9. David Perry and Ben Milton, Maezar’s approach as exemplified here is very much the way he is running his home campaign, taking certain narrative/mechanical aspects of Fotf/PbtA and running with them.

    When I run Freebooters, the emphasis falls more on the “player skill” side. Much of the time it’s “how do you search the wall, exactly?” For me it’s definitely a “Situations, Not Plots” game, which I tend to describe as “emergent.” The content grows out of the combination of player contribution, random inputs, and Judge fiat, with us drilling down to explore/describe exactly how the characters navigate that content. We usually use die rolls to resolve negotiation with NPCs, but not to solve puzzles (although character knowledge can often prove helpful in that department). We often map out dungeons OSR-style, but don’t go hex-by-hex on the overland map.

    That being said, I think there’s sweet spot of play philosophy that can allow for a range of approaches. I absolutely love the way Maezar has taken the mechanics so far in a particular direction, and I’m loathe to dictate one particular style of play at the expense of another. One interesting thing that’s happened with Freebooters is that Judges and players of my generation, for whom OD&D/1e was a formative experience, have filled in the gaps with their own memories and experiences of how the game was played back in the day, when each RPG group was its own microculture with its own interpretation of the rules. I think the open structure of PbtA games allows for more of that kind of thing to happen, and I love that.

    I don’t personally feel a need to “nip this in the bud,” because my Freebooters play philosophy is still evolving. It’s very much a mashup game, but it’s been gradually developing its own identity week to week and year to year as I continue playing with my group, taking notes, and listening to feedback. Tonight, for instance, the dungeon crawling will be point-to-point or “Maezar Node Mode” instead of mapped by the 10′ square, with each area written on a note card.

    I’m looking for that sweet spot between simulationist resource-management and narrative economy. I recognize the importance of setting clear guidelines in the written rules, but I’ll be aiming for a level of play advice and mechanical coherence that will hold the door open for individual interpretation.

  10. David Perry, In this game, we began with marking threads, but the story quickly wove itself into a full-blown mind map. Here’s a PDF of the thing: – CITY OF HIND.pdf

    Everything here grew from exactly the type of “emergent” situational gaming that Jason describes above—GM-less in our case, and all driven by the fiction and the dice. When a DISCOVERY occurs, we determine randomly whether it relates—and what to. Plots then literally appear before your eyes like faces from richly grained wood. What you see here is just the story outline… there are lots of notes and narratives, not to mention the many records of “Node Mode” that this has all built itself upon.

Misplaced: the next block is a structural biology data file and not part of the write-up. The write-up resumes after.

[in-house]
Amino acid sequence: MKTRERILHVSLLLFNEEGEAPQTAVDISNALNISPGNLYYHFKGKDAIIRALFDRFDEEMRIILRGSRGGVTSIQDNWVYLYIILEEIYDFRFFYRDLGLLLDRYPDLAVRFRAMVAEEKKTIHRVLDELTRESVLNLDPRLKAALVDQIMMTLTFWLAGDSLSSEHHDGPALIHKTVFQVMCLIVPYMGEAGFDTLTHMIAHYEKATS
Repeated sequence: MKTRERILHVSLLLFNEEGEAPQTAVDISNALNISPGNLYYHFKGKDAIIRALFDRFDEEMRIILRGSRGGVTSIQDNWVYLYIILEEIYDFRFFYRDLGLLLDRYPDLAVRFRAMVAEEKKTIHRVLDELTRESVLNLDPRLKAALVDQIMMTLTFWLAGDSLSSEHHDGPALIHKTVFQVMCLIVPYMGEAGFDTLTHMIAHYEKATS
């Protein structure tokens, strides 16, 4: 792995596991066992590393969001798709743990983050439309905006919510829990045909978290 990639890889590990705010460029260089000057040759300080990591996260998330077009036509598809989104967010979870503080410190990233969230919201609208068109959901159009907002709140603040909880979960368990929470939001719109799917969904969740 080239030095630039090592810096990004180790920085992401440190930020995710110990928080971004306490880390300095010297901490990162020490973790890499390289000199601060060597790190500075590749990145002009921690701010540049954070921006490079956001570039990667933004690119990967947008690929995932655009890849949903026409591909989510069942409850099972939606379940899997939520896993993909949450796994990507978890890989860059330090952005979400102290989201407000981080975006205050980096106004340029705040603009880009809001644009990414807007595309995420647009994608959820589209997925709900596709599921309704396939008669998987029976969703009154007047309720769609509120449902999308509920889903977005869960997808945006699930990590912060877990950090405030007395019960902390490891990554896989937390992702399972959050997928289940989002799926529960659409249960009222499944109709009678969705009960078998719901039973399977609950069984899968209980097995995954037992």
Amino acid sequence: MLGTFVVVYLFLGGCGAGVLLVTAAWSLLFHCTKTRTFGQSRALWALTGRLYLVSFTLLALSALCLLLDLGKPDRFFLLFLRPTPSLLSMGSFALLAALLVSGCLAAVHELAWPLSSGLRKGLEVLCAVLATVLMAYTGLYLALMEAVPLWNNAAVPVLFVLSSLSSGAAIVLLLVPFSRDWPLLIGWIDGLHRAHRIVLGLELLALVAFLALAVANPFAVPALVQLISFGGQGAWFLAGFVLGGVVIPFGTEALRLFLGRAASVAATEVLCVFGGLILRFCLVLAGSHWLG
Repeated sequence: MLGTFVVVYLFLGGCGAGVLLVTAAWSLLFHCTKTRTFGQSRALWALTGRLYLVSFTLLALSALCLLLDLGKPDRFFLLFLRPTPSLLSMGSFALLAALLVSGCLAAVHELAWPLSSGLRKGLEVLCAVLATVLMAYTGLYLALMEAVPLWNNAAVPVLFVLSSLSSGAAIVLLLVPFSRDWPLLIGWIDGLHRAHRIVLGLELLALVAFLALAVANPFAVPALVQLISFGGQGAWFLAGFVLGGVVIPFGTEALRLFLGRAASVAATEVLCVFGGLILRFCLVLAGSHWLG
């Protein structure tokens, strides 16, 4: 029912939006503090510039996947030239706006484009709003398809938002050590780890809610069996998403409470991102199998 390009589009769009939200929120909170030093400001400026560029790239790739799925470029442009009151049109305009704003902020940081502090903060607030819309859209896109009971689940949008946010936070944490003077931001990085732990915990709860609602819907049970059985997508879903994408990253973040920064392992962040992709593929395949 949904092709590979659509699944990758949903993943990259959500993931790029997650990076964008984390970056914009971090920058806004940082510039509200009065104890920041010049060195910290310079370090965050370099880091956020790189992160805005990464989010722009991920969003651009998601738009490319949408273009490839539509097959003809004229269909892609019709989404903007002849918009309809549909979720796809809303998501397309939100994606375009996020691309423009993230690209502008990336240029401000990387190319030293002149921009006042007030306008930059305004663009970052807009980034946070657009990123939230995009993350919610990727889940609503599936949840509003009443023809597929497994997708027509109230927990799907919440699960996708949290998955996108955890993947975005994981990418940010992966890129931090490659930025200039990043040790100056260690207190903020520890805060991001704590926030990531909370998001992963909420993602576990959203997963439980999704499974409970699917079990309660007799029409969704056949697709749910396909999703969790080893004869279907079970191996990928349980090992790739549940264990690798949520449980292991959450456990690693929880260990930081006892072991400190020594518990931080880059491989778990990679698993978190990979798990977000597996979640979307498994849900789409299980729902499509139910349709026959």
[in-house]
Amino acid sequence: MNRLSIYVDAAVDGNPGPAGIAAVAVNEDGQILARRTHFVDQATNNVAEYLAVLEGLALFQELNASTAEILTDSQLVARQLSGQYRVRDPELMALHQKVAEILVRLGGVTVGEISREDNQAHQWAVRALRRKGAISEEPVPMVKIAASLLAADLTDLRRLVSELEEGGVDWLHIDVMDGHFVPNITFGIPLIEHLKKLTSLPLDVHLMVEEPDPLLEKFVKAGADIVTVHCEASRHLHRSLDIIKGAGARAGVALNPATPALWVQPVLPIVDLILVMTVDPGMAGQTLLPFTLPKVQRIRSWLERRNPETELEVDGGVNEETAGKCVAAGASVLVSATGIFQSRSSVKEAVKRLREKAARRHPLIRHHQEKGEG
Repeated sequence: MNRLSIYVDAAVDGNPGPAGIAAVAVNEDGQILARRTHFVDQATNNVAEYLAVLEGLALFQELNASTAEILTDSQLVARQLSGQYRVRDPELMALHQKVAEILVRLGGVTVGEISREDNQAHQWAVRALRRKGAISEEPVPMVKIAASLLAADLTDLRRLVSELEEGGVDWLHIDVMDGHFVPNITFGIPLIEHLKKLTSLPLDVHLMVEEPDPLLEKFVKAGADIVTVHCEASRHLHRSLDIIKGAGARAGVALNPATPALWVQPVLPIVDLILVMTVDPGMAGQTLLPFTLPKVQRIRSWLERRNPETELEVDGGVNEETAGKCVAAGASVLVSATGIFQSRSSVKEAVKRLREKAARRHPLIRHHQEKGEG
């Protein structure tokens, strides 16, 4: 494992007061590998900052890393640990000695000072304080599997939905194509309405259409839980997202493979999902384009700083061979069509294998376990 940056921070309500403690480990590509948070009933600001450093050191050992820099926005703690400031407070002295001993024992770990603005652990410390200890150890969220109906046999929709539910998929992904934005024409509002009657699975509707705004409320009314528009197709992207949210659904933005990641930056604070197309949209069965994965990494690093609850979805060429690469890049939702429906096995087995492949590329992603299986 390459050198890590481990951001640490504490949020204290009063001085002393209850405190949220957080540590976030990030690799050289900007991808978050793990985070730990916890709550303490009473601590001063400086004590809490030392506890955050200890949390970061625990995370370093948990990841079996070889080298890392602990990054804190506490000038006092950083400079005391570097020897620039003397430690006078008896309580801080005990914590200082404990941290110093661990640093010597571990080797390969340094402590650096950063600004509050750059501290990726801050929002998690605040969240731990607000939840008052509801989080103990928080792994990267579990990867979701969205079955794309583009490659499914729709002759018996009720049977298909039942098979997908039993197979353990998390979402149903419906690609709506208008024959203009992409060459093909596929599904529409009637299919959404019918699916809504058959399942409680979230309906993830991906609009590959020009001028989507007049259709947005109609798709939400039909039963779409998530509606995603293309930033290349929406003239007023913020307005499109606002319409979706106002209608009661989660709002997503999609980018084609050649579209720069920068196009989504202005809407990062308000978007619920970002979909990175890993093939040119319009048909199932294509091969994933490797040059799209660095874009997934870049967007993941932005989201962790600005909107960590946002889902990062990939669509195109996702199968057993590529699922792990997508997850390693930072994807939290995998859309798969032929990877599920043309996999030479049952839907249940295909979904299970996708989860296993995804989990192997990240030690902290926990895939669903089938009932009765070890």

I love your comment,Jason Lutes about how “open structure” allows different micro-cultural interpretations. That’s true WITHIN games as well as between them. I’ve never met a group of players who didn’t —across games, generations and other gaps—settle right in to comfort and creativity within one session, or not ask to come back for more!

    I evangelize your game for exactly this reason.

  11. Neat, Maezar! Can you tell me how you guys utilize that? Is it mainly for tracking relationships between elements session to session, or do you draw from it actively somehow during play? Does everyone have it pulled up on their personal devices, or do you guys refer to a central tablet or something?

    Also, what’s the meaning of the different colors? I notice each god has their own color; do those correspond to the same colors when they show up elsewhere on the map?

    Watching my own campaign world expand and evolve over time, I’m super-interested in how other people keep track of stuff.

  12. Sorry, I thought I answered this but I guess it didn’t post…

    The mind map is a way of keeping notes about our games. During a session, we keep it around the table running on an iPad Pro (the big one). When the dice indicate a discovery, we determine what that is, and then either decide or roll to determine whether or not it might relate to an existing plot line/mystery/faction. If it does, we go around the table and take turns coming up with ideas about how and why it relates, then randomly choose between the various propositions. Updating the map is super quick and easy: touch, type, and back to the game!

    Colors are assigned by the app as nodes are born and grow, but I will change them to highlight distinctions and differences (such as between the many gods).

    This tool has really added a new dimension to our play. It sure beats umpteen yellow stickies in my opinion. It allows you to attach icons too, and I’m working on a set to show node type (person, place, settlement, thing, discovery, danger, etc.) as well as traits like alignment, etc.